DeepMind AlphaGo Zero Sets New AI Standard
AlphaGo became the first computer program to defeat a professional human Go player and made headlines in 2016 when it defeated former world champion Lee Sedol. AlphaGo was built by an artificial intelligence (AI) team in Google’s DeepMind division. It was trained by learning games played by human experts. Like many AI neural networks, the training data enabled it to learn quickly and develop mastery over the task.
Superior AI with Zero Training
DeepMind revealed this week that the new AlphaGo Zero was superior to the previous Alpha Go version and defeated it in a match of 100 games without losing once. The difference was the training data. AlphaGo Zero didn’t need any. It learned the game through trial and error playing against itself. Researchers at DeepMind only seeded the program with the knowledge of the game rules. By day three it could defeat the AlphaGo Lee version that bested Lee Sedol. By day 21 it reached the level of AlphaGo Master, the version that beat the reigning world champion in 2017. By day 40 it was superior to all other AlphaGo versions. Will Knight from MIT Technology Review put it this way:
The new program represents a step forward in the quest to build machines that are truly intelligent. That’s because machines will need to figure out solutions to difficult problems even when there isn’t a large amount of training data to learn from.
Improved Compute Efficiency, but Still No Match for Human Efficiency
The MIT Technology Review article is a nice summary of what happened, but also offers some added perspective. While the DeepMind CEO Demis Hassabis says the breakthrough means, “we don’t need any human data anymore,” and DeepMind researcher and University College professor David Silver said, “we’ve actually removed the constraints of human knowledge,” others say we still have a long way to go with AI. Mr. Knight caught up with University of Washington professor Pedro Domingos who commented:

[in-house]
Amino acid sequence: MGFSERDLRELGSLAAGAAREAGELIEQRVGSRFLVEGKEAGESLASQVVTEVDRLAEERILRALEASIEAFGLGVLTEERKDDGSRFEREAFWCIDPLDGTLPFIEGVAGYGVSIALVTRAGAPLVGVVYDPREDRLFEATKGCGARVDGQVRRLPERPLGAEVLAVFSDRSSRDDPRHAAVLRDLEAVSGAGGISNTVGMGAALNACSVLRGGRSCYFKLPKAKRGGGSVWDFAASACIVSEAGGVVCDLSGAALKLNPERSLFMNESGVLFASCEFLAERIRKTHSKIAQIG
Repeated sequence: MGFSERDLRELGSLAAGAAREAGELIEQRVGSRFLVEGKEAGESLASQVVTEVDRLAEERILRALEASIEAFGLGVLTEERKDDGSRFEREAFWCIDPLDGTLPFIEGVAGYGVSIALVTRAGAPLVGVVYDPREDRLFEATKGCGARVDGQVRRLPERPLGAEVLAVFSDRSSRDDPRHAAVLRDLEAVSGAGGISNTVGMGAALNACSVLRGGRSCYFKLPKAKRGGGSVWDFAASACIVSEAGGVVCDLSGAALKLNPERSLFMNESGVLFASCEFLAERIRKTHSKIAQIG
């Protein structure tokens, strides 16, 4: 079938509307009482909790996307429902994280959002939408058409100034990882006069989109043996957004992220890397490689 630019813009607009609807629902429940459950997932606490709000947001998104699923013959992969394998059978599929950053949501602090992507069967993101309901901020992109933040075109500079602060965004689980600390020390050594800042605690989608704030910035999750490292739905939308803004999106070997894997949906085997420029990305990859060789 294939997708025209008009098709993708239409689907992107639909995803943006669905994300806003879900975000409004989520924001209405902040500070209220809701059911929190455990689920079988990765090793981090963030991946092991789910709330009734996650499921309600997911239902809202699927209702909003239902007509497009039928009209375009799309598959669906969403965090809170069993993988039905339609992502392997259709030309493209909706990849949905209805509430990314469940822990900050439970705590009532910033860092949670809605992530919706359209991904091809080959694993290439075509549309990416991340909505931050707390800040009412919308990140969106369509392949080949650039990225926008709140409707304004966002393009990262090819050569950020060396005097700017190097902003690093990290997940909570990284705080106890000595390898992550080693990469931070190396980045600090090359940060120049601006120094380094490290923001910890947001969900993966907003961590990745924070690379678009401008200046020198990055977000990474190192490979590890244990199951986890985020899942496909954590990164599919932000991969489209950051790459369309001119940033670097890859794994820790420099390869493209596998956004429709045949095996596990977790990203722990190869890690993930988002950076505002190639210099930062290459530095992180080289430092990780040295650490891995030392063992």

It’s a nice illustration of the recent progress in deep learning and reinforcement learning, but I wouldn’t read too much into it as a sign of what computers can learn without human knowledge. What would be really impressive would be if AlphaGo beat [legendary South Korean champion] Lee Sedol after playing roughly as many games as he played in his career before becoming a champion. We’re nowhere near that.
Mr. Domingos was referring to the fact that AlphaGo Zero played 30 million games before mastering Go. Knight characterizes his sentiment by saying this is, “many more [games] than an expert human player does. This suggests that the intelligence the program employs is fundamentally different somehow.” With that said, we shouldn’t apply the same metrics for learning to computers as we do to human intelligence. A computer can play millions of games in 40 days. It learns more slowly in terms of units completed, but it still arrived at the end goal faster. Could a human achieve the same mastery in just 40 days if able to complete a few hundred games? Not likely.
The Future of AI
Everyone agrees that the AlphaGo Zero success is a great accomplishment. However, it doesn’t mean the singularity is upon us. It also doesn’t mean that training data is no longer helpful or necessary. Instead, it shows that deep learning can become radically more efficient with better algorithms and that training data may not be the only way to accomplish goals using AI.
For a more pedestrian demonstration of an earlier AI accomplishment from DeepMind, I added a video below showing how an AI program learned to play Breakout from Atari. This offers a demonstration of what AlphaGo Zero did on a much simpler level. Enjoy!
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